New Delhi, Jan 30: Indian chess star Divya Deshmukh has called out the issue of sexism and misogyny in the sport following her participation in the Tata Steel Chess Tournament in Wijk aan Zee, the Netherlands.
The International Master finished 12th with a score of 4.5 out of 13 in the tournament that had players like Hans Niemann and Harika Dronavalli.
In her social media post on Sunday, Deshmukh expressed her disappointment at the way female players are often treated by spectators. She revealed that despite her strong performance and pride in her games, the focus of the audience was diverted to irrelevant aspects such as her clothes, hair, and accent.
"I have been wanting to address this for a while but was waiting for my tournament to be over. I got told and also myself noticed how women in chess are often just taken for granted by spectators," Divya wrote in her Instagram post.
"I played a few games which I felt were quite good and I was proud of them. I got told by people how the audience was not even bothered with the game but instead focused on every single possible thing in the world: my clothes, hair, accent, and every other irrelevant thing.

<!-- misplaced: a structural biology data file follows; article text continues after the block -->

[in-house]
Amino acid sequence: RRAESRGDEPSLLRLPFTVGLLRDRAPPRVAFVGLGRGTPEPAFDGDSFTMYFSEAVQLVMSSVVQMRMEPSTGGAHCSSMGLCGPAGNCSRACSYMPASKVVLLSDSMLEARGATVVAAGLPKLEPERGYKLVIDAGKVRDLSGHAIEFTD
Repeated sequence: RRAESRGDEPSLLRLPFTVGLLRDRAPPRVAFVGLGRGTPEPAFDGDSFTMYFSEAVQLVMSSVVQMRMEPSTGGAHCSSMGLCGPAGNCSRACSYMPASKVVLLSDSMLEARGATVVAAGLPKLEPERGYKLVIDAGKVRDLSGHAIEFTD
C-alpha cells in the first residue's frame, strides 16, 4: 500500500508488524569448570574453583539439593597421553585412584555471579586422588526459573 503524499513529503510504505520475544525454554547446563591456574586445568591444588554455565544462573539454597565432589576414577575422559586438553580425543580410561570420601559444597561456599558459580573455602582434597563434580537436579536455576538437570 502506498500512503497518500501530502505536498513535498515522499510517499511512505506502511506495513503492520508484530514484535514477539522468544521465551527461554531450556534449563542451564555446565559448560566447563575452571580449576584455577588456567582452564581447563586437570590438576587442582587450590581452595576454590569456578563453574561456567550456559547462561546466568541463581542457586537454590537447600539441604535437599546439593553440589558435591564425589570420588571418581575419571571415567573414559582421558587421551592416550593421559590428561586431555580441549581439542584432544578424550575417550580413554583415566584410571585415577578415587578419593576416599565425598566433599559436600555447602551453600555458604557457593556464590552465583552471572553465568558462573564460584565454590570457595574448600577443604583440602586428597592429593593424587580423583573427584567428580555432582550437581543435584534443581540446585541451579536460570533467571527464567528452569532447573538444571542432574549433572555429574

"I was quite upset to hear this and I think is the sad truth that people when women play chess they often overlook how good they actually are, the games they play and their strength. I was quite disappointed to see how everything was discussed about in my interviews (by the audience) except my games, very few people paid attention to it and it is quite a sad thing.
"I felt it was unfair in a way because if I go to any guy’s interview there would be way less judgment on a personal level, actual compliments about the game and the player. I feel women are underappreciated, and every irrelevant thing is focused on and hated on while guys would probably get away with the same things.”
Addressing the broader issue faced by women in the chess community, she called for equal respect, emphasizing that women should not be judged based on irrelevant criteria but rather acknowledged for their skills and achievements.
"I think women face this on a daily basis, and I’m barely 18. I have faced so much judgment, including hatred over the years for things that don’t even matter. I think women should start getting equal respect," Deshmukh concluded, shedding light on the need for a more inclusive and fair treatment of female chess players in the sport. (IANS)